Co-Founding Design Principal, Chief Artistic Officer
Over the past decade, along with changing the city’s culture and commercial scene and dramatically increasing workspace and housing demand, Silicon Valley’s expansion into San Francisco has brought more international capital and raised expectations for architecture quality. “International investment presents an opportunity to reverse a cultural trend best identified by this 40-year-old question: ‘Why does San Francisco seem to routinely get B-level architecture from A-list architects?’” asks Marx, who says it’s not for lack of local talent but from a dearth of cultural interest. “When capital changes its value equations, there should be a direct effect on architectural design and culture.”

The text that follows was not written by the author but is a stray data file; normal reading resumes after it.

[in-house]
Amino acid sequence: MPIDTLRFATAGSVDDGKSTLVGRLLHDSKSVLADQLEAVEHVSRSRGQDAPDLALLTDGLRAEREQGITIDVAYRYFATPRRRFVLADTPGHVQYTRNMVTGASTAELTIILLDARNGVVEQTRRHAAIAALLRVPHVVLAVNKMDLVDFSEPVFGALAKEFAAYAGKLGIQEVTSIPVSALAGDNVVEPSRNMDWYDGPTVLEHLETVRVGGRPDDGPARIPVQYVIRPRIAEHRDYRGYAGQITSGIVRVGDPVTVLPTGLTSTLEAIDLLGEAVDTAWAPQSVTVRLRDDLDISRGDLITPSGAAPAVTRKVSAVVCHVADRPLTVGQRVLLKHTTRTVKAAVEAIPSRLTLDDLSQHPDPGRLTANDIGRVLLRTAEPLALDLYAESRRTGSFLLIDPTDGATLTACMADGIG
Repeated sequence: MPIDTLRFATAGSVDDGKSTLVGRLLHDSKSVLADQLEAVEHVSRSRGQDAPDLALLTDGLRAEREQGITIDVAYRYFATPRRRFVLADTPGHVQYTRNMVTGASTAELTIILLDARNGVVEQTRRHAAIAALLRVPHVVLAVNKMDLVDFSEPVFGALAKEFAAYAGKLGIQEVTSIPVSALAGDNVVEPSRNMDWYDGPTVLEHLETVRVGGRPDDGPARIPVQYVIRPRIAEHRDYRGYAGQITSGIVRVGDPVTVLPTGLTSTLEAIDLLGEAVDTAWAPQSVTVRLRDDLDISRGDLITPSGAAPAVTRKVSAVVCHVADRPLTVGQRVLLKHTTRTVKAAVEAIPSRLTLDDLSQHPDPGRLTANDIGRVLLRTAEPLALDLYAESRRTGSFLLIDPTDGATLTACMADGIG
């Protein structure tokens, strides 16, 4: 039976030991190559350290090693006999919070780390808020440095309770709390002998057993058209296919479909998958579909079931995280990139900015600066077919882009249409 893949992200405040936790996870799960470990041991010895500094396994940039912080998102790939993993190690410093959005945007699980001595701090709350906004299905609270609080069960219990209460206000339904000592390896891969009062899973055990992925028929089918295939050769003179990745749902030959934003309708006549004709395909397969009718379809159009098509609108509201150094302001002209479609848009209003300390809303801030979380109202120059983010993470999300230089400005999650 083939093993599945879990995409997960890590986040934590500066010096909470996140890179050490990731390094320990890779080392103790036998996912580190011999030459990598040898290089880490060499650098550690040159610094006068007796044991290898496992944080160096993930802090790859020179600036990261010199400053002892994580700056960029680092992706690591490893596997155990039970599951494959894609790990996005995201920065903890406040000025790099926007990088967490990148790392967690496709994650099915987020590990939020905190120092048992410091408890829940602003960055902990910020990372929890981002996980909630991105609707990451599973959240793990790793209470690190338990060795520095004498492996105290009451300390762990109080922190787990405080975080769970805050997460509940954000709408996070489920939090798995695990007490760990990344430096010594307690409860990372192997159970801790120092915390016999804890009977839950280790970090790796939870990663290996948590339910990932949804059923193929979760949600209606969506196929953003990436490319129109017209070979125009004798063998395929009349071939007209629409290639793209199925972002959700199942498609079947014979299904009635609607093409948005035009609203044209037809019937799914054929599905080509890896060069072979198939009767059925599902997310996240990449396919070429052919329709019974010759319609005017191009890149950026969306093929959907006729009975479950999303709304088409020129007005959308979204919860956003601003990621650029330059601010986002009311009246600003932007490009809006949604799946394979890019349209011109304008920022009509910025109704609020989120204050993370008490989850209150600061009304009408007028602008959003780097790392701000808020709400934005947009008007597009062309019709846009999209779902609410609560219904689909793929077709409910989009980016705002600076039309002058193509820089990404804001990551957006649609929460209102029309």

Marx says he expects San Francisco’s vibrancy to express itself through a more humane approach to design and better architecture. He points to the firm’s Innovation Curve at Stanford Research Park in Palo Alto as a model that resonates with and includes the community. The 276,000-sq-ft, LEED Platinum campus features an exterior ribbon-shading element that curves to metaphorically follow R&D timelines.